During the section 2 critique an interesting observation was made by a student who had previewed the section 1  critique, they felt that the projects were stronger and more conceptually sound during the section 1 presentations. In looking at the energy that the students exhibited in the section 1 critique I would agree, though I felt that there were some strong work in section 2. I think the challenge in this particular critique is that the designs were stronger aesthetic pieces but in some cases not the right connections to tie in the concepts within the campaign. There was one student who had a great strategy to create designs that connect to Boston Public School students, however, the “green” component was not as prevalent. Another student had a great urban/graffiti design ,however, I think that graffiti is often assumed to be an interest to certain demographics of students which I think is perhaps not always correct. This particular student’s design would only appeal to students who were interested in more of a “street art” aesthetic. I think what separates the section 1 students is that their research seemed to reflect a broader audience of students who could appreciate green technology in their own neighborhoods. Section 2 projects were more targeted towards the audience but now encouraging about green technology.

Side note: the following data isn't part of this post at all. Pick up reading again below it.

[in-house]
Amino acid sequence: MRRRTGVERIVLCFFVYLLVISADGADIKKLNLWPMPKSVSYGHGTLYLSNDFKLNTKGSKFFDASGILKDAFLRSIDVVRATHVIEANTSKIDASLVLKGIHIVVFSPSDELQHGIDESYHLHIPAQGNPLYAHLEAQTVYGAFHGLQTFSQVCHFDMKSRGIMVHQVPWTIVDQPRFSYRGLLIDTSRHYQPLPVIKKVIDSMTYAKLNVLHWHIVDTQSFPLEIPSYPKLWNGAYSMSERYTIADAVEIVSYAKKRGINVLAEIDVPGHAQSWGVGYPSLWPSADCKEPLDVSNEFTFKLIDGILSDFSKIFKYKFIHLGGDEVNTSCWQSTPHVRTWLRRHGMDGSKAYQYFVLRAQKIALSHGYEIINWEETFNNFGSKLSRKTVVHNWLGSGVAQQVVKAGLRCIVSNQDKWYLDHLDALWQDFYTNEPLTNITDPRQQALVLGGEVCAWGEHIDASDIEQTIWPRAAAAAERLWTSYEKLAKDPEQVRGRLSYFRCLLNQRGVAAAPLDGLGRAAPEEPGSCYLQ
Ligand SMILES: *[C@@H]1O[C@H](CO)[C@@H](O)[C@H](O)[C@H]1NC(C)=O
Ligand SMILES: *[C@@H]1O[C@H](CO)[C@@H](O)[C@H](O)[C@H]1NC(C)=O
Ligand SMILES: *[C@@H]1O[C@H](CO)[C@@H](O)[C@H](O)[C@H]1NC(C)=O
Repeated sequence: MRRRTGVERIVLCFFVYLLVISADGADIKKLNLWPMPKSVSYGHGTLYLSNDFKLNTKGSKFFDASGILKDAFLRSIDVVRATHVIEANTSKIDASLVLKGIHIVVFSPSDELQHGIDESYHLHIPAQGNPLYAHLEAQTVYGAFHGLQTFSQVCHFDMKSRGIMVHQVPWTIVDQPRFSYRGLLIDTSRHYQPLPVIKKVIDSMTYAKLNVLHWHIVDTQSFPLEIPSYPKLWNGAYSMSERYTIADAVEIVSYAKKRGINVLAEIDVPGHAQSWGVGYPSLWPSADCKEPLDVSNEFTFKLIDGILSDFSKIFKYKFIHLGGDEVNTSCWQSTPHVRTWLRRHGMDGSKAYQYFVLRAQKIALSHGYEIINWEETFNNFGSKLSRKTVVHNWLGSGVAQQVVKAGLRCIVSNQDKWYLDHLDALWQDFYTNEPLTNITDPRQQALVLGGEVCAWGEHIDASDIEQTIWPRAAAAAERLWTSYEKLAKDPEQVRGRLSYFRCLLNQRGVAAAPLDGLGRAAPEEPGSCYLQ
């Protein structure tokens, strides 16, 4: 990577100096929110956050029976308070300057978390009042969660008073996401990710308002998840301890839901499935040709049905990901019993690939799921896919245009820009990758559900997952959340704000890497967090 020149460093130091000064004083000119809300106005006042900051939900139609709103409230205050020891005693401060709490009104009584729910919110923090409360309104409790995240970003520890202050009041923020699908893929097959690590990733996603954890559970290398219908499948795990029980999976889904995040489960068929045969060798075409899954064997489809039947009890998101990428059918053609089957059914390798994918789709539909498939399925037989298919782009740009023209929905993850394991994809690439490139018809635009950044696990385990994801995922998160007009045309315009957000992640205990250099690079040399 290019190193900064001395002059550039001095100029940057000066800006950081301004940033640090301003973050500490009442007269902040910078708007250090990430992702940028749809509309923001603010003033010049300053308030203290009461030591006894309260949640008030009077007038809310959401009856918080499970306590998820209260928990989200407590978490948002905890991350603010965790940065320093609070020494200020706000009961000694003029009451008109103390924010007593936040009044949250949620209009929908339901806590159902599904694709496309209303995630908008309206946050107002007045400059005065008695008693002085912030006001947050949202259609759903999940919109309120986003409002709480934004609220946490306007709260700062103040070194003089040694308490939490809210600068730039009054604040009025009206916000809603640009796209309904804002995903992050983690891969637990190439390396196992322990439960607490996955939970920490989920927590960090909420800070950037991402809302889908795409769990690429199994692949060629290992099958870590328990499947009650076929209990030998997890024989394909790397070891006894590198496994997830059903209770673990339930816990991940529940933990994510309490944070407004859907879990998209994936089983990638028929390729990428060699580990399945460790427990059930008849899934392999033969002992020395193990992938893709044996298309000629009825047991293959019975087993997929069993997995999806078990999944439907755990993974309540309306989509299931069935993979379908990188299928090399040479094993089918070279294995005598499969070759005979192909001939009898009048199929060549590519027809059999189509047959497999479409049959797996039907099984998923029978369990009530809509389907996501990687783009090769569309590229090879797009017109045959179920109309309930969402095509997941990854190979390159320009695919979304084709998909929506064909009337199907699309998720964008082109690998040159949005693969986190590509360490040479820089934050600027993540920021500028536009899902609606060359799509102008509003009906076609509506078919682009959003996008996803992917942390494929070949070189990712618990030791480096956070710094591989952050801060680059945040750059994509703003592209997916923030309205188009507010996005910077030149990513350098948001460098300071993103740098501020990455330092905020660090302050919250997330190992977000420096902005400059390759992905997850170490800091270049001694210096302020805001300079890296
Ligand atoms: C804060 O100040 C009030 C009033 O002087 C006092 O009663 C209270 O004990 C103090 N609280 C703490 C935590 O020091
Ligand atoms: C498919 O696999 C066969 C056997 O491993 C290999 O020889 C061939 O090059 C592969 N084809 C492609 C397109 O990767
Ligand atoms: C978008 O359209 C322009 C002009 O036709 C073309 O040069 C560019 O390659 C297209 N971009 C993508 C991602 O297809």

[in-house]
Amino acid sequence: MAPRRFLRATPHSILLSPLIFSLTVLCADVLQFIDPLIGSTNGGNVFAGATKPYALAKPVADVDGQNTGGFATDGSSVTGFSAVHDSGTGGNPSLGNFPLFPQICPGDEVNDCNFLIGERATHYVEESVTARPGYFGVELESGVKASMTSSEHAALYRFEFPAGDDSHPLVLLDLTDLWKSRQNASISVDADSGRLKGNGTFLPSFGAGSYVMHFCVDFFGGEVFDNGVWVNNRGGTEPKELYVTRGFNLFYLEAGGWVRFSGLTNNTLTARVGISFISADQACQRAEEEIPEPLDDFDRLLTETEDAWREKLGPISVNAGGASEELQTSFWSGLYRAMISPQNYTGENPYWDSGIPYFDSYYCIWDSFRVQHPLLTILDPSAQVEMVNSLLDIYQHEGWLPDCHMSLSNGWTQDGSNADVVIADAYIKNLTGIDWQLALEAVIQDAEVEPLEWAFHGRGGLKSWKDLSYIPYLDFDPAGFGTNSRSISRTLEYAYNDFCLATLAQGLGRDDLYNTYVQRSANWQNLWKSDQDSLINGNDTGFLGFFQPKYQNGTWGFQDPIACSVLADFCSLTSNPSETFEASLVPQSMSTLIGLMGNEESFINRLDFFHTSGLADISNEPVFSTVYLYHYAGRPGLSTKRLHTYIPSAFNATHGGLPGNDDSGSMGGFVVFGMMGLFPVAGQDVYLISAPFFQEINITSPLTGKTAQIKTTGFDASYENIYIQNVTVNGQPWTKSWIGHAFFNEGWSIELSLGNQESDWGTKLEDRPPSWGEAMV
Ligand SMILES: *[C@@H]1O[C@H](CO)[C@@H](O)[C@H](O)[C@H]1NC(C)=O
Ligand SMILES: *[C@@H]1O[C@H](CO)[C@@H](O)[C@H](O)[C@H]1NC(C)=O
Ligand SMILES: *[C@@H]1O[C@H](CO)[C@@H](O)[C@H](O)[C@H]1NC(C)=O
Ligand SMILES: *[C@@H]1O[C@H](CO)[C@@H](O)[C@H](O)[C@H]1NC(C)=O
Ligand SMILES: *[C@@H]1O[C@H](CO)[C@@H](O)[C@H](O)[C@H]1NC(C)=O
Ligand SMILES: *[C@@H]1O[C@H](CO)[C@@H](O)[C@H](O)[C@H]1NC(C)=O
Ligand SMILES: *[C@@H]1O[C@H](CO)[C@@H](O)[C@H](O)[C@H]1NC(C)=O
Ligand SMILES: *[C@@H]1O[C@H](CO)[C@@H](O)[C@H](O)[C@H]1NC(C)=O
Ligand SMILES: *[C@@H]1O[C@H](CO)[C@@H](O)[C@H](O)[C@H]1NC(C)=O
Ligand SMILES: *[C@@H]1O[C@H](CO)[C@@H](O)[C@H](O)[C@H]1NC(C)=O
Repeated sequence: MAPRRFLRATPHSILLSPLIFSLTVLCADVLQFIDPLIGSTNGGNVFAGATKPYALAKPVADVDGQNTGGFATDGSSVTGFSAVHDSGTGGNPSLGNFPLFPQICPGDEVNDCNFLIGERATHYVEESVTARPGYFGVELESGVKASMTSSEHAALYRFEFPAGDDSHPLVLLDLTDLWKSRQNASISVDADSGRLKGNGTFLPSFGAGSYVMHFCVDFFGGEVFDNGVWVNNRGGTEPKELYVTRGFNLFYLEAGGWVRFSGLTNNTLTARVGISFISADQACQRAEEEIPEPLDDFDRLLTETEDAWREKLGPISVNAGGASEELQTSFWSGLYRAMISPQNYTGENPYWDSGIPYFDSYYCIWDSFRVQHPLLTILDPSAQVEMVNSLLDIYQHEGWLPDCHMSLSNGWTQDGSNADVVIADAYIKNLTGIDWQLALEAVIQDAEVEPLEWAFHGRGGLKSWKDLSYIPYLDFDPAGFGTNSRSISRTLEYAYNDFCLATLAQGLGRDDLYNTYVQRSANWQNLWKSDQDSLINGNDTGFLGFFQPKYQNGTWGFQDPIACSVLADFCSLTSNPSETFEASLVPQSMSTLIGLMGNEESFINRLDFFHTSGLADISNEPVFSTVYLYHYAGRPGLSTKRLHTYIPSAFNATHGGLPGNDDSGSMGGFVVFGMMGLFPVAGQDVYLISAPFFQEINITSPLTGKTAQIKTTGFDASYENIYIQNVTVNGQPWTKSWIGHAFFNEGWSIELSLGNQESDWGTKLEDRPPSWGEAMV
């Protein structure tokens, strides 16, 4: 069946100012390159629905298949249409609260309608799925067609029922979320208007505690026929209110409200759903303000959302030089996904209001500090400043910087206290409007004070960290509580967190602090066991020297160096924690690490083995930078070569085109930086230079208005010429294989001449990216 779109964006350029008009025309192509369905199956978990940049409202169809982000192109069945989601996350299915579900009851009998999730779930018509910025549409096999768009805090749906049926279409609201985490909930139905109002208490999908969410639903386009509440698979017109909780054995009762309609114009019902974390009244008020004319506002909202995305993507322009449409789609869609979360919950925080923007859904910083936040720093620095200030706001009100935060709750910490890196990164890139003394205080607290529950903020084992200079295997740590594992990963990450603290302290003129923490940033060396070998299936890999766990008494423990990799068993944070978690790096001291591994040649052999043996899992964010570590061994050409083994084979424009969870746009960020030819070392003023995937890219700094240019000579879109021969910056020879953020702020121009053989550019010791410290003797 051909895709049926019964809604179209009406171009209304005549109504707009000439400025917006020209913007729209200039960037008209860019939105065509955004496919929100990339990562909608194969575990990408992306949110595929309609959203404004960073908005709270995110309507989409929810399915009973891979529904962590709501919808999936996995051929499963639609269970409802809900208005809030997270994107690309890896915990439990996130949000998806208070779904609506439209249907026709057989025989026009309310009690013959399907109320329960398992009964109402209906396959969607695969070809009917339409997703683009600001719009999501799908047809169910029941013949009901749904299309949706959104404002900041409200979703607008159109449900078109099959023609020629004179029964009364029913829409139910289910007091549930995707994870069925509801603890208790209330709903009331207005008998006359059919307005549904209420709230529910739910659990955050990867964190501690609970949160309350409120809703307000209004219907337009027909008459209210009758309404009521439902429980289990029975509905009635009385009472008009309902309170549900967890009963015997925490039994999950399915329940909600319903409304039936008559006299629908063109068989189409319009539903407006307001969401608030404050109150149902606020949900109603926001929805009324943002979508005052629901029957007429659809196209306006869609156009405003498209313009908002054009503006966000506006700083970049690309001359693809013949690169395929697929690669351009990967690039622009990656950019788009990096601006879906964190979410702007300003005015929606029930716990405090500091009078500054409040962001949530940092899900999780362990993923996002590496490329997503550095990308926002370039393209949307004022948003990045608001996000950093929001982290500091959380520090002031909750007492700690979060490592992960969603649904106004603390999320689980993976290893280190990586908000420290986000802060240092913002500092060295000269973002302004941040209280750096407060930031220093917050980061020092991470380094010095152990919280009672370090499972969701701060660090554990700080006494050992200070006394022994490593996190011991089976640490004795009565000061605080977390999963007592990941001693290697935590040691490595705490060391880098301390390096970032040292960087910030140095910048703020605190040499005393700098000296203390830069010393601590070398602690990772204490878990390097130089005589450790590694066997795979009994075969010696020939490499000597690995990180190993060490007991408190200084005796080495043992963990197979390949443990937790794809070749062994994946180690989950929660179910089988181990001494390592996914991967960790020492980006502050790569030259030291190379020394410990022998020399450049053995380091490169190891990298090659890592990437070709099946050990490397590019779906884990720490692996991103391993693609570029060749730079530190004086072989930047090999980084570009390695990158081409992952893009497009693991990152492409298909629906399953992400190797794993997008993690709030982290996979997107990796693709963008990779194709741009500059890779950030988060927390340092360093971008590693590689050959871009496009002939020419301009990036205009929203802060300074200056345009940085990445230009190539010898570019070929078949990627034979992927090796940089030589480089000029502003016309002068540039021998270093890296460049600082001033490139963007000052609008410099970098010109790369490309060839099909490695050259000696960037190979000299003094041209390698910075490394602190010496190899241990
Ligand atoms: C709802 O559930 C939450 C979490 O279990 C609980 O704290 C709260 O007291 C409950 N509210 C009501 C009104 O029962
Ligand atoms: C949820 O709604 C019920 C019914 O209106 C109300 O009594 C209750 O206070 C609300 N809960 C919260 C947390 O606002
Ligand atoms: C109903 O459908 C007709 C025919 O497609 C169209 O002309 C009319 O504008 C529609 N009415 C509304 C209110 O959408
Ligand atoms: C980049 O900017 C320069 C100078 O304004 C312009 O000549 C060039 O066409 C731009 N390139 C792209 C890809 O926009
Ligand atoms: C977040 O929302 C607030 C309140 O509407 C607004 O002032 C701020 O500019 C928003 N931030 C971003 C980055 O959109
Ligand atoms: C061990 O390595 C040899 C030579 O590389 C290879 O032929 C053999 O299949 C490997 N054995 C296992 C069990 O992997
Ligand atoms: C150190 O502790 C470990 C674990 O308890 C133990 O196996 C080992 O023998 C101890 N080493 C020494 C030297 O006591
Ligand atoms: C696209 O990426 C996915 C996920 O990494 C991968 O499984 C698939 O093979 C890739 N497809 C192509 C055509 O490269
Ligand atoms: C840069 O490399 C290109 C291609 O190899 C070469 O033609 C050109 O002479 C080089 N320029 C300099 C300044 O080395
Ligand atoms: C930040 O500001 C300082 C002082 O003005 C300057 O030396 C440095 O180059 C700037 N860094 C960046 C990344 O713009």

–Lauren Cross, Graduate Assistant



Final Presentations, volume 1
February 18, 2010, 5:26 pm
Filed under: Uncategorized

On December 14, 2009 the Visual Research Course began their final presentations for proposed designs to promoted the Boston Green Academy. In each critique Professor Sansone invited a group of critics represented various professional fields on marketing, design, and education as well as Boston Public School high school students to give their feedback on the student’s designs.Each section of the visual research course was broken up into groups of student presenters who presented the visual research strategies that lead them to their final outcomes.

Each student was instructed to present their research focus  through color, style, and material and two applications: one to excite and the other to inform about the Boston Green Academy. The presentations should also be self-explanatory and a maximum of 10 minutes.